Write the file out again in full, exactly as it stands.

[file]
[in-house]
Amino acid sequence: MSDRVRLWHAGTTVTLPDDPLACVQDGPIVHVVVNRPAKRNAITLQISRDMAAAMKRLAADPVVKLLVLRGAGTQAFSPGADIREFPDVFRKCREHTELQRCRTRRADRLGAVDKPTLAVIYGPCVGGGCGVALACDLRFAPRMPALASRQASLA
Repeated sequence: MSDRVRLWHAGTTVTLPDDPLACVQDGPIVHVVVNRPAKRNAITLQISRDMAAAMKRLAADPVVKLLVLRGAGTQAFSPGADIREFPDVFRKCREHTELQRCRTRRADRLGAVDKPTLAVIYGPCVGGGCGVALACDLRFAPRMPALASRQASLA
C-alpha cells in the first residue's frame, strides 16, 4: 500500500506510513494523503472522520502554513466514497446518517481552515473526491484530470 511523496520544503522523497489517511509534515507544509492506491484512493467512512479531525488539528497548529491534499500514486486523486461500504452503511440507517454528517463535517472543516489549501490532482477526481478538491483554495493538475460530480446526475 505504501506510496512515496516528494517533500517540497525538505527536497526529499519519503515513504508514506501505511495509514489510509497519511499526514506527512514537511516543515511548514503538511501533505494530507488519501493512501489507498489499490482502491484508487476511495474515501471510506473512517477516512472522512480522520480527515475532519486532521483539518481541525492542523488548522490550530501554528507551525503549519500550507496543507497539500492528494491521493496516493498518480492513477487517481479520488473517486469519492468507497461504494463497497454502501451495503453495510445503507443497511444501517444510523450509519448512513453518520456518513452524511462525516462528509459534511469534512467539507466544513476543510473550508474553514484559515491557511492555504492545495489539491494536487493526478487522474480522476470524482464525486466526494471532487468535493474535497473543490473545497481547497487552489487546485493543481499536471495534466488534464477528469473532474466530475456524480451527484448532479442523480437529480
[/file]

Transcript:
[in-house]
Amino acid sequence: MSDRVRLWHAGTTVTLPDDPLACVQDGPIVHVVVNRPAKRNAITLQISRDMAAAMKRLAADPVVKLLVLRGAGTQAFSPGADIREFPDVFRKCREHTELQRCRTRRADRLGAVDKPTLAVIYGPCVGGGCGVALACDLRFAPRMPALASRQASLA
Repeated sequence: MSDRVRLWHAGTTVTLPDDPLACVQDGPIVHVVVNRPAKRNAITLQISRDMAAAMKRLAADPVVKLLVLRGAGTQAFSPGADIREFPDVFRKCREHTELQRCRTRRADRLGAVDKPTLAVIYGPCVGGGCGVALACDLRFAPRMPALASRQASLA
C-alpha cells in the first residue's frame, strides 16, 4: 500500500506510513494523503472522520502554513466514497446518517481552515473526491484530470 511523496520544503522523497489517511509534515507544509492506491484512493467512512479531525488539528497548529491534499500514486486523486461500504452503511440507517454528517463535517472543516489549501490532482477526481478538491483554495493538475460530480446526475 505504501506510496512515496516528494517533500517540497525538505527536497526529499519519503515513504508514506501505511495509514489510509497519511499526514506527512514537511516543515511548514503538511501533505494530507488519501493512501489507498489499490482502491484508487476511495474515501471510506473512517477516512472522512480522520480527515475532519486532521483539518481541525492542523488548522490550530501554528507551525503549519500550507496543507497539500492528494491521493496516493498518480492513477487517481479520488473517486469519492468507497461504494463497497454502501451495503453495510445503507443497511444501517444510523450509519448512513453518520456518513452524511462525516462528509459534511469534512467539507466544513476543510473550508474553514484559515491557511492555504492545495489539491494536487493526478487522474480522476470524482464525486466526494471532487468535493474535497473543490473545497481547497487552489487546485493543481499536471495534466488534464477528469473532474466530475456524480451527484448532479442523480437529480